Machining Basics, Part 3: A Precision Machining Equipment Breakdown

Precision machining is the process of creating intricate and precise parts, components and objects that are used in our everyday lives. Precision machining creates parts according to tight tolerances so that they fit specifically and precisely into the object or machine they are made for. Because precision machining needs to be so accurate, the materials and machining equipment used for precision machining must be very specific. Here we look at some of the most common machining equipment used in precision engineering.

OVERVIEW OF PRECISION MACHINING TASKS

In general terms, precision machining tasks can be divided into milling, turning and boring. Precision machinery focuses on creating a part or object by subtracting material, as opposed to adding material to create the right shape. In some cases, cutting machinery is also included under precision engineering.

Milling processes involve using cutting and grinding tools to remove material to create a part. Turning machines rotate the material and use cutting tools to shape and modify the part. Boring machinery functions by drilling holes in the material using precise rotating cutting tools. The following precision machining tools each fit into one of the above categories.

SWISS MACHINES

Swiss machines provide accurate and precise function according to specific instruction encoded by CNC (computer numerical control). Swiss machines were originally used to create parts for Swiss watches and can compose tiny components from just 0.75 inches in diameter. Swiss machines are very effective at machining small parts and long, slender parts without causing displacement or vibration. The Swiss machine provides control by holding the workpiece in place, while the tool rotates around it. Swiss machines can also be modified to accurately shape and compose your unique part. Swiss machines can process on 7-axis, up to 9-axis for more complex and intricate parts.

LATHES

Lathes are a precision machining tool that rotates the workpiece against a cutting tool. Lathes can also be controlled by a computer that allows for intricate designs to be created from Computer Numerical Control. In most precision machining workshops, lathes can have varying capabilities with up to 5 axis machining, producing parts with diameters from 0.062 to 22.00 inches. Lathes can often be customized to provide varied functions according to your specific needs. With the assistance of Computer Aided Manufacturing, design files can be directly imported to the lathe function to more accurately and quickly manufacture the parts.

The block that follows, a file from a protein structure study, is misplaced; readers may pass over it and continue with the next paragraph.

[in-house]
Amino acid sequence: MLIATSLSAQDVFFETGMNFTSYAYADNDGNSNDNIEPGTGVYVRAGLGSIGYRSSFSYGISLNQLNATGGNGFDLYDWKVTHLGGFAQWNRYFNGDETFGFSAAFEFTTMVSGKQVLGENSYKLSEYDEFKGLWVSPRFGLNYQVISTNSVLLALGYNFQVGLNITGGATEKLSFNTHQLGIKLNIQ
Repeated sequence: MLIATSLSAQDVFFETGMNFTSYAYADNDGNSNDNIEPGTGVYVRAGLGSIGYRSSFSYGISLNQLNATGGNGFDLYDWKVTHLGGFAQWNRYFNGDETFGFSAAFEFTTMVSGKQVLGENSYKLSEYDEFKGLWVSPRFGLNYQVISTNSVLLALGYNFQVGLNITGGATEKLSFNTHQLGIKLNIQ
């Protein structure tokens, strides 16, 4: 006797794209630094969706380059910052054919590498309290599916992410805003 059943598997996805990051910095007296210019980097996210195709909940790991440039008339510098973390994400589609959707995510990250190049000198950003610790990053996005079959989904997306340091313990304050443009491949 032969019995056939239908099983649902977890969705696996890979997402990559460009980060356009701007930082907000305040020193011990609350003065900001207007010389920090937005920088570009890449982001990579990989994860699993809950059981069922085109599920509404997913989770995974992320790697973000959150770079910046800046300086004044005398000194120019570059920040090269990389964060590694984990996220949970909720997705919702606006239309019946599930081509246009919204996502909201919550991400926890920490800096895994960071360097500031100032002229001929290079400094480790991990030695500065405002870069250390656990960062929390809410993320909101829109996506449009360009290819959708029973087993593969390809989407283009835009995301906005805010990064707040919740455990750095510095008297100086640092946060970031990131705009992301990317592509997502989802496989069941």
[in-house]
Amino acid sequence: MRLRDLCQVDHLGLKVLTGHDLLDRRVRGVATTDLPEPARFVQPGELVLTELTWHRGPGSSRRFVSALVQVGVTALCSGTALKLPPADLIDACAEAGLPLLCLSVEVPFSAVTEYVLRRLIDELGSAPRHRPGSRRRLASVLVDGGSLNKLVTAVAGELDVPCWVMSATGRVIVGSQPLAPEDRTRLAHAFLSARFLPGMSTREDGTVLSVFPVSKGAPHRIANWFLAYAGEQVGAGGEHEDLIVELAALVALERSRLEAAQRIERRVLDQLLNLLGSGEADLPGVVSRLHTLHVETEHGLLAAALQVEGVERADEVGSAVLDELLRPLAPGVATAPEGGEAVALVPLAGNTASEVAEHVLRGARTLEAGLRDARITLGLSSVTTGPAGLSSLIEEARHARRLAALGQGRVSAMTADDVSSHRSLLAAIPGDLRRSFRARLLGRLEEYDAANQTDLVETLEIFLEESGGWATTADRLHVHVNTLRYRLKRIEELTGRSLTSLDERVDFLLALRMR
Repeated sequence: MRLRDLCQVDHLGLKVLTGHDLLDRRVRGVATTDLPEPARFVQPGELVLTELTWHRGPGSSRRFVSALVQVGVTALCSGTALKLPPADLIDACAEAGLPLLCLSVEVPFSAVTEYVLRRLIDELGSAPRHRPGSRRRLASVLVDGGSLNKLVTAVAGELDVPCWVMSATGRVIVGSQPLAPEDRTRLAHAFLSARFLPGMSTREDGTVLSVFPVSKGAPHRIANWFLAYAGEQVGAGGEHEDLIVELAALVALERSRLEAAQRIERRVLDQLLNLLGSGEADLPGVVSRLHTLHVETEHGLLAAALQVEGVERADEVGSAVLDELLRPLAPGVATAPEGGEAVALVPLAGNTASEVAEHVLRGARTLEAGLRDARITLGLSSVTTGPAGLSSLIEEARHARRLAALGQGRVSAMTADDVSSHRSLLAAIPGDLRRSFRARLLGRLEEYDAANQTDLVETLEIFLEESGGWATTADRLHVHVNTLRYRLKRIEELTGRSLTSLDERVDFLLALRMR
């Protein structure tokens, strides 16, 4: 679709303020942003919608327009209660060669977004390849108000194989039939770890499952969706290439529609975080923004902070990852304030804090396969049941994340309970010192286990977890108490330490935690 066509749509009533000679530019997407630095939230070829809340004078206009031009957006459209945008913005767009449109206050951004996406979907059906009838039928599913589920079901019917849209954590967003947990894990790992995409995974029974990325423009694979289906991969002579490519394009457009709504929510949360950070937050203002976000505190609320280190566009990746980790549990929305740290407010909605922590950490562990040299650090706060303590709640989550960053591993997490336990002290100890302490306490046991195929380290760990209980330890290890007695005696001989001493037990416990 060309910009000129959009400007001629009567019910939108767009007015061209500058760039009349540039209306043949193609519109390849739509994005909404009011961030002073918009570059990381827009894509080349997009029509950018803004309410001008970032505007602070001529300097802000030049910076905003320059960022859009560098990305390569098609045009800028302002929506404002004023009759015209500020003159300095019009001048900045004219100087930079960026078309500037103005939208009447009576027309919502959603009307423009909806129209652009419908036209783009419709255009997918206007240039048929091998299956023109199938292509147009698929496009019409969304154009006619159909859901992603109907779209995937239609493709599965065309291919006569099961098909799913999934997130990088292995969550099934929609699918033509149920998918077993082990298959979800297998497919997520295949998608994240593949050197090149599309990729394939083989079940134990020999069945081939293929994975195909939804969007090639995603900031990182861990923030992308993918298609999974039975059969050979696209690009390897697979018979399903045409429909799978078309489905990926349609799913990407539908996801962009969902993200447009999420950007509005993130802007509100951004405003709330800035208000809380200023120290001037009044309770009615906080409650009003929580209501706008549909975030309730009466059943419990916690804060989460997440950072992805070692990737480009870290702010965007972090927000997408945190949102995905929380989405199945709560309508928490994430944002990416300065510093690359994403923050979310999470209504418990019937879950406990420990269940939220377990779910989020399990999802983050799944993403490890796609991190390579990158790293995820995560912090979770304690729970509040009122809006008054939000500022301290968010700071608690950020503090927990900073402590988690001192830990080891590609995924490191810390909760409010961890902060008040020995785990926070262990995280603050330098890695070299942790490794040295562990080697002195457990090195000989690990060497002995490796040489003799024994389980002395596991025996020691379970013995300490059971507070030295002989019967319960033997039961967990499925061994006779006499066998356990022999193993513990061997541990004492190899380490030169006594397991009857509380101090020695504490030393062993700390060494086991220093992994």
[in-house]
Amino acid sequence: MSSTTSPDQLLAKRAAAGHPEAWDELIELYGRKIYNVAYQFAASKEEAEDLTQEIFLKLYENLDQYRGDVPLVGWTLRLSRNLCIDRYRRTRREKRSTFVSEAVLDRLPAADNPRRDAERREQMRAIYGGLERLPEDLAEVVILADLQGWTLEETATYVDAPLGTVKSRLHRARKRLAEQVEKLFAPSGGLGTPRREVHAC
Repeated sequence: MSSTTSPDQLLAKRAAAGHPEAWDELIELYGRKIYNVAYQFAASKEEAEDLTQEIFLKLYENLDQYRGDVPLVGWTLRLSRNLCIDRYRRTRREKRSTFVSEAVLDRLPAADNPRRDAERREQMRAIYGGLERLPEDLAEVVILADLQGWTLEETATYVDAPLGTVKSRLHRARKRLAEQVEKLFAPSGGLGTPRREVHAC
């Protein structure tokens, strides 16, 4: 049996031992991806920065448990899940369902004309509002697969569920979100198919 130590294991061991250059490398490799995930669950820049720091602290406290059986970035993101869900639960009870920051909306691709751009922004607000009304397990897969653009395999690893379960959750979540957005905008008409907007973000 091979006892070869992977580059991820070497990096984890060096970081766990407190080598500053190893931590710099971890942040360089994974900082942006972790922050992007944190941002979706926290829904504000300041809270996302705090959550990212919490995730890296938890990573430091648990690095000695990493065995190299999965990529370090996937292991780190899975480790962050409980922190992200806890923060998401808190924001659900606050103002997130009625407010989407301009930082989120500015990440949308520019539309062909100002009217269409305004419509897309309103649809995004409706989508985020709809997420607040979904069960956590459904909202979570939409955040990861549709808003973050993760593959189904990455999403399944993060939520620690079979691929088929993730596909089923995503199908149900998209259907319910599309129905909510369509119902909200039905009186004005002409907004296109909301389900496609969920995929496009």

MILLS

Milling machines can be vertical or horizontal, depending on the spindle, and are generally used to cut, shape and grind materials to size. In a milling machine, both the workpiece and the tool may move to create the shape and dimensions that are required. Because heat and friction can be generated in the functioning of a precision milling machine, cutting fluids, lubricant and coolant may be used to generate the most precise and even machining. Spindle chillers may also be used to help maintain machine accuracy despite temperature fluctuations or heat generation.

ELECTRICAL DISCHARGE MACHINES

Electrical Discharge Machines (EDM) is used to cut metals that are electrically conductive. The EDM machine uses an electrically charged wire or electrode to cut or punch the metal. There are two main EDM machine types – wire electrical discharge machining and sinker electrical discharge machining. The wire EDM machine uses a wire to cut through metal to obtain the desired shape. In sinker EDM machining, a power supply produces a spark between the electrode and the metal, which cuts the metal. Electrodes can be designed and manufactured in house by precision machining companies to achieve the precise requirements needed.

LASER ENGRAVING

Laser engraving is another way to make precise marks and cuts on metal for precision machining. A laser is installed on a rotary attachment, which allows flexible functionality for etching or engraving a part. Laser engraving may be used for aluminum or plastics and can be used to make marks on medical tools. Laser engraving can also add an essential aspect to precision engineering by allowing custom logos, serialization, and QR codes to be imprinted on parts or products.

While many tools may be used by precision machining companies to produce precise and accurate parts, the list above includes some of the precision machining equipment most commonly used by precision machining companies.

 

SEE PART 1 OF THIS SERIES: MACHINING BASICS, PART 1: WHAT IS PRECISION MACHINING?
SEE PART 2 OF THIS SERIES: WHAT ARE THE CAPABILITIES OF PRECISION MACHINING?
SEE PART 3 OF THIS SERIES:  A PRECISION MACHINING EQUIPMENT BREAKDOWN